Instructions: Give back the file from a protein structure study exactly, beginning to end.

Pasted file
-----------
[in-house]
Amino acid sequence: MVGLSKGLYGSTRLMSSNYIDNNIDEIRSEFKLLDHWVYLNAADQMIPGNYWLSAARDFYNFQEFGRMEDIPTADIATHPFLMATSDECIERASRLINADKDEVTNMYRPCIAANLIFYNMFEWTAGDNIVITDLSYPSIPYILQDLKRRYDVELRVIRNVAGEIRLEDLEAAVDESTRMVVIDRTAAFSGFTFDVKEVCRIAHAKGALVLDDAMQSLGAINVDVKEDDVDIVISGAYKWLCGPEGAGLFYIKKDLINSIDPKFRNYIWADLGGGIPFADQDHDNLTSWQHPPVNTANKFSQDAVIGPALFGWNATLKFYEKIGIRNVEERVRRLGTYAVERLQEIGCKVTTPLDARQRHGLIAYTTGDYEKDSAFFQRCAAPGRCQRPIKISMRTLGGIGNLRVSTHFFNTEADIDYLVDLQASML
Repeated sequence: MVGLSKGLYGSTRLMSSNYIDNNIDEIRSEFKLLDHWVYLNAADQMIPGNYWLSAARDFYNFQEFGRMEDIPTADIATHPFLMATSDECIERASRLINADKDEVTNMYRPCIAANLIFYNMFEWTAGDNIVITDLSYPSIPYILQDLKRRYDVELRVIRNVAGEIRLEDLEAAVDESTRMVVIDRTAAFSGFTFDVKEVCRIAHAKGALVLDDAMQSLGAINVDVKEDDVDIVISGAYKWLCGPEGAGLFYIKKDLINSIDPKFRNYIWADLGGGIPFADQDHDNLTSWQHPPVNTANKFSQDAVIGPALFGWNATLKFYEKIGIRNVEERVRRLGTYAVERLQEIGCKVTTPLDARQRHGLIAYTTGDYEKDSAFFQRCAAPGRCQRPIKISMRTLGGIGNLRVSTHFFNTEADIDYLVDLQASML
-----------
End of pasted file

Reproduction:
[in-house]
Amino acid sequence: MVGLSKGLYGSTRLMSSNYIDNNIDEIRSEFKLLDHWVYLNAADQMIPGNYWLSAARDFYNFQEFGRMEDIPTADIATHPFLMATSDECIERASRLINADKDEVTNMYRPCIAANLIFYNMFEWTAGDNIVITDLSYPSIPYILQDLKRRYDVELRVIRNVAGEIRLEDLEAAVDESTRMVVIDRTAAFSGFTFDVKEVCRIAHAKGALVLDDAMQSLGAINVDVKEDDVDIVISGAYKWLCGPEGAGLFYIKKDLINSIDPKFRNYIWADLGGGIPFADQDHDNLTSWQHPPVNTANKFSQDAVIGPALFGWNATLKFYEKIGIRNVEERVRRLGTYAVERLQEIGCKVTTPLDARQRHGLIAYTTGDYEKDSAFFQRCAAPGRCQRPIKISMRTLGGIGNLRVSTHFFNTEADIDYLVDLQASML
Repeated sequence: MVGLSKGLYGSTRLMSSNYIDNNIDEIRSEFKLLDHWVYLNAADQMIPGNYWLSAARDFYNFQEFGRMEDIPTADIATHPFLMATSDECIERASRLINADKDEVTNMYRPCIAANLIFYNMFEWTAGDNIVITDLSYPSIPYILQDLKRRYDVELRVIRNVAGEIRLEDLEAAVDESTRMVVIDRTAAFSGFTFDVKEVCRIAHAKGALVLDDAMQSLGAINVDVKEDDVDIVISGAYKWLCGPEGAGLFYIKKDLINSIDPKFRNYIWADLGGGIPFADQDHDNLTSWQHPPVNTANKFSQDAVIGPALFGWNATLKFYEKIGIRNVEERVRRLGTYAVERLQEIGCKVTTPLDARQRHGLIAYTTGDYEKDSAFFQRCAAPGRCQRPIKISMRTLGGIGNLRVSTHFFNTEADIDYLVDLQASML